Frequently Asked Questions

Why do we need to have regular dental hygiene at the office?

The reason that you need to have a regular dental hygiene routine in the office is bacterial dental plaque is an invisible sticky bacterial layer around your teeth and gum that makes acid. This acid causes damage to your bones, gum, and teeth. With regular dental cleaning, the acidity level stays low.

Regular cleaning also ensures small problems do not grow into unmanageable ones. You can help prevent disease as well. Infections that start in your mouth can lead to worse health concerns. For example, gingivitis is the inflammation of the gums. It can then develop into periodontitis, a more serious infection causing tooth loss. The infections in your mouth can also be linked to complications like:

  • Asthma
  • Arthritis
  • Premature birth
  • Low birth babies
  • Respiratory problems
  • Coronary artery disease
  • Stroke

Taking care of your teeth at home and in the office will make those dentist trips easier.

Why do we have to take x-rays?

You need to have an X-ray taken during your dentist visit because there are different parts of the mouth including bone and teeth that should be checked for any abnormalities. Dental X-rays help us visualize diseases of the teeth and surrounding tissue that otherwise could not have been seen with a simple oral exam.

Dental X-rays can show:

  • Small areas of decay between teeth
  • Decay beneath fillings
  • Cysts and other types of tumors
  • Bone loss in the jaw due to periodontal disease
  • The position of teeth to determine what kind of tooth implant, braces or dentures are required
  • Abscesses

X-rays help dentists find and then treat dental problems in their early development, which can potentially save you money and unnecessary discomfort. In some cases, they can even help to save your life.

What does the fluoride rinse do after dental cleaning?

The fluoride rinse after a dental cleaning, after removing harmful bacterial dental plaque, increases teeth structure strength.

Fluoride is a natural mineral that builds strong teeth and prevents cavities. It helps to support healthy tooth enamel and fights the bacteria that harm teeth and gums.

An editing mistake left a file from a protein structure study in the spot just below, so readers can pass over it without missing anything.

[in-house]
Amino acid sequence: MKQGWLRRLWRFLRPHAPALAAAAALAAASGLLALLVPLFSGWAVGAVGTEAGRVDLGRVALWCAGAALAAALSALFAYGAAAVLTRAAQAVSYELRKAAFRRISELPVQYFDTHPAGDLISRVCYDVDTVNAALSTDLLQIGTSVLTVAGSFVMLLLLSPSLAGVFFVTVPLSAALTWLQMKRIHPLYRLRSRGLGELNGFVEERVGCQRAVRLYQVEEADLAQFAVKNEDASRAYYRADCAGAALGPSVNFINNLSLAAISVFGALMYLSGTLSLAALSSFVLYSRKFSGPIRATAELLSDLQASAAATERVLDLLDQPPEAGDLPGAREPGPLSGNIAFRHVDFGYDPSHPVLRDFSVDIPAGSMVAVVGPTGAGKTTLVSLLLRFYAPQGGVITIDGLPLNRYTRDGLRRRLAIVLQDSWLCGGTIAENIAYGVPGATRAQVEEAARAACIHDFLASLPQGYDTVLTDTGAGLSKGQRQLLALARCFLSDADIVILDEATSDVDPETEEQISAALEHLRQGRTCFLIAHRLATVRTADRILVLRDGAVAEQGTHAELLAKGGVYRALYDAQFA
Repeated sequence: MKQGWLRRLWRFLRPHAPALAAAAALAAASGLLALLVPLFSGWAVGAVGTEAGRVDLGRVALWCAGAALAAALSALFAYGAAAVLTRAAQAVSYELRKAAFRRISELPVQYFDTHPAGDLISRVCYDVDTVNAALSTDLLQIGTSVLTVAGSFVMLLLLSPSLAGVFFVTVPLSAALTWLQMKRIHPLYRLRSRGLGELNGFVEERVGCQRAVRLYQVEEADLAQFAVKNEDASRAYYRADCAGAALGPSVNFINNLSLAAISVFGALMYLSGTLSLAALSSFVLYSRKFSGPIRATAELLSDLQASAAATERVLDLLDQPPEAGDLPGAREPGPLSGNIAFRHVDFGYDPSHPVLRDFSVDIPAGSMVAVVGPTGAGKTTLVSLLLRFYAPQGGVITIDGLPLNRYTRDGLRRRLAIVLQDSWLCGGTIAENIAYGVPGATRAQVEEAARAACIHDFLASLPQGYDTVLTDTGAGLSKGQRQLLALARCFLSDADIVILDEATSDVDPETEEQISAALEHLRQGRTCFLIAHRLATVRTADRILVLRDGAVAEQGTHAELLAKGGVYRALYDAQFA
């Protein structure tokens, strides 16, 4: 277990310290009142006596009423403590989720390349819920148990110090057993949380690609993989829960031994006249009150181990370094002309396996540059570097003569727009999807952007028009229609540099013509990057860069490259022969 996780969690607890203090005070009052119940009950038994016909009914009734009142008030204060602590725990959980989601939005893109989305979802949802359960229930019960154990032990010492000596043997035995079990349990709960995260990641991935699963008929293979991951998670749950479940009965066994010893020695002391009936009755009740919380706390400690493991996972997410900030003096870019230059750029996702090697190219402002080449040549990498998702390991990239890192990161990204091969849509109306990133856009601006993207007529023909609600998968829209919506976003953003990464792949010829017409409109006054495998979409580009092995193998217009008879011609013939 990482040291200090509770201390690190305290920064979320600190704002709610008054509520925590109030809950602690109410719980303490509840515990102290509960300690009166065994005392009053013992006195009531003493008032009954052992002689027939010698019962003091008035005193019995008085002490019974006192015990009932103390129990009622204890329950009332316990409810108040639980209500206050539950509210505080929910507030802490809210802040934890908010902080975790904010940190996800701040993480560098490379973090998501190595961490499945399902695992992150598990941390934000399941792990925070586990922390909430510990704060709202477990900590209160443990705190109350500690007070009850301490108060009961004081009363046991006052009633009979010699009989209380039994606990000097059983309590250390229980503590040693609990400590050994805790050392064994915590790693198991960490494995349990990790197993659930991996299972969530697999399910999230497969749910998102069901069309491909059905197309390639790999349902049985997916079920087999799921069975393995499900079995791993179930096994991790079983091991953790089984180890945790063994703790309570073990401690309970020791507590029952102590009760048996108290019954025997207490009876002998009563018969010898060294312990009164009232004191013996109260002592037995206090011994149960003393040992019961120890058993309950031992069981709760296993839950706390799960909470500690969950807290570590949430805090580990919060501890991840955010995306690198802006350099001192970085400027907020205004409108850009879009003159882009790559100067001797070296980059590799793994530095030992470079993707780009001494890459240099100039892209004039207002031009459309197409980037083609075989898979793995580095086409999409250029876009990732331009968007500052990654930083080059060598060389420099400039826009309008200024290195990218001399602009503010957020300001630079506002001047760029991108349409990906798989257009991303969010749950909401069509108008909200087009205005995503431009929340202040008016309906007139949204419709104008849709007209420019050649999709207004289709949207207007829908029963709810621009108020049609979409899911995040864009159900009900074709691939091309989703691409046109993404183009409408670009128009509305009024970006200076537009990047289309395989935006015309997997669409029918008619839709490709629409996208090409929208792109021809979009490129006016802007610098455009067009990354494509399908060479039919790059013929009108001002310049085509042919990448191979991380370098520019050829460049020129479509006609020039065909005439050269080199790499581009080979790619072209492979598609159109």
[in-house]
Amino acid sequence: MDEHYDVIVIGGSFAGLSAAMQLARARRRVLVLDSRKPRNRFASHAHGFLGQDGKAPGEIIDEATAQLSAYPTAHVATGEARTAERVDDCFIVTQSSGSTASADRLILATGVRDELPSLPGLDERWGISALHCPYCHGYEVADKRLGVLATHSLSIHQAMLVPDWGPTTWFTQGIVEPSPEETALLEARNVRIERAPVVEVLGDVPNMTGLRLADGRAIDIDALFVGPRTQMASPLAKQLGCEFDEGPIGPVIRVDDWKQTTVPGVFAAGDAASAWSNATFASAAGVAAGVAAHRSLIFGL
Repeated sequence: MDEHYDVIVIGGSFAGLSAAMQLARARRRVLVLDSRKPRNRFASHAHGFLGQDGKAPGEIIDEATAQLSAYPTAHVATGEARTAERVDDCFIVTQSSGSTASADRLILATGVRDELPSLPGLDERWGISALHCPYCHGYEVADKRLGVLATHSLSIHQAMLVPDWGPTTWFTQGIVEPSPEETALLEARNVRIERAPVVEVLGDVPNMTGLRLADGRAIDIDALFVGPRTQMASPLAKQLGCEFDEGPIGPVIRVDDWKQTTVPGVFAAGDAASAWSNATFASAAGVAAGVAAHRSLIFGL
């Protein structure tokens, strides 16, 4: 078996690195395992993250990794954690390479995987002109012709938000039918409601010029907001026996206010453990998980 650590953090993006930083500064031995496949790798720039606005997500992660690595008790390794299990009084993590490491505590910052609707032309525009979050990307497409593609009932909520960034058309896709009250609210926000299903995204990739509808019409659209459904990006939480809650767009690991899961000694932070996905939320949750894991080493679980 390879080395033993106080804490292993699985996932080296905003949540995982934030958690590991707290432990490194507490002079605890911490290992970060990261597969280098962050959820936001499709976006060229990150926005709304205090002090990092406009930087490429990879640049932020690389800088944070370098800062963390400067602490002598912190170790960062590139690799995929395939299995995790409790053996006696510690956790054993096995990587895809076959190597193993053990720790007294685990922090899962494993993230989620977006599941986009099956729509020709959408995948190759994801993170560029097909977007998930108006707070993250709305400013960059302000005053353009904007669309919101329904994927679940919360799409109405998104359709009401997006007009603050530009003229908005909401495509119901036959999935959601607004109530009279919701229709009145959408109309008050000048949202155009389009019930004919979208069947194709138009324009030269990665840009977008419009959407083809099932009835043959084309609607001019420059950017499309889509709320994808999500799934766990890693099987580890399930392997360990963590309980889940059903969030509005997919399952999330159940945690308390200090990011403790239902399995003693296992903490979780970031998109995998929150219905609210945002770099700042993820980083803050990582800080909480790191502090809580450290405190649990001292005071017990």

The treatment received during a trip to the dentist contains more fluoride than in water or toothpaste. The treatment can come in a form of a highly concentrated rinse, foam, gel, or varnish.

Do kids need to take fluoride rinse?

Yes, kids do need to have the fluoride rinse except for kids under 3. They do not need to take fluoride.

From birth to 3 years of age, 0.1 to 1.5 milligrams (mg) of fluoride is sufficient. This can come from food, water, and supplements.

Fluoride toothpaste in the size of a pea is recommended for children 3-6 years old.

When should babies have their first dental appointment?

The first dental appointment of a baby should be between 6-12 months of age.

We typically see infants by 12 months of age or within 6 months of the eruption of the first tooth.

3 reasons to take your child for dental exams:

  • You can discover if the cleaning you do at home works.
  • Your dentist can find problems and fix them.
  • Your child can learn that going to the dentist helps prevent unwanted issues.

How often should a tootbrush be replaced?

A toothbrush should be replaced every 3 – 4 months. You can replace it sooner if the bristles become frayed.

The reason why you want to change your toothbrush every 3 – 4 months is that, over time, your bristles will become worn out, loose, and ineffective. Worn-out bristles are more abrasive on your gums, which can possibly lead to premature gum recession and inflammation in your gums.

Some other dangers of not replacing your toothbrush include:

  • Lack of cleaning can trigger tooth loss – with a poor toothbrush, it’s harder to get a thorough cleaning of the teeth which leads to plaque hardening, tartar build-up and bacteria form pockets around the teeth. Each of these causes the gums to become irritated and lead to tooth loss.
  • Old toothbrushes equal a higher risk of infection – The longer you use a toothbrush, the more bacteria it collects. If you don’t replace it after a flu, cold sore, infection, etc, then those germs are being reintroduced to your immune system. 

What does the blue light do to my fillings?

The blue light is called a dental curing light. It is used to set fillings and sealants in seconds.

Halogen and LED are the 2 different types of curing lights. However, dentists today use LED curing lights because they don’t overheat like halogen lights.

How does it work?

When you have a cavity, your dentist removes tooth decay with a drill and preps the tooth for a dental filling. The filling material, resin, is soft and can be moulded by biting down or by manipulation with instruments. When resin is exposed to this blue light, the material hardens and makes it strong enough for normal chewing. Resin takes anywhere from 20-60 seconds to harden using the dental curing light.

At which months during pregnancy is it safer to visit a dentist?

The months in which to see a dentist during a pregnancy should be during the 3rd to 6th month.  This is generally ruled as the safest time to get treated.

Dental care is important during pregnancy because hormone changes and certain medications can increase the risk of periodontal disease and dry mouth. It is advised that patients brush and floss twice daily during pregnancy. Furthermore, vomiting related to morning sickness can cause acid erosion of the teeth, and rarely pregnancy hormones can cause benign growths in the mouth that can be annoying.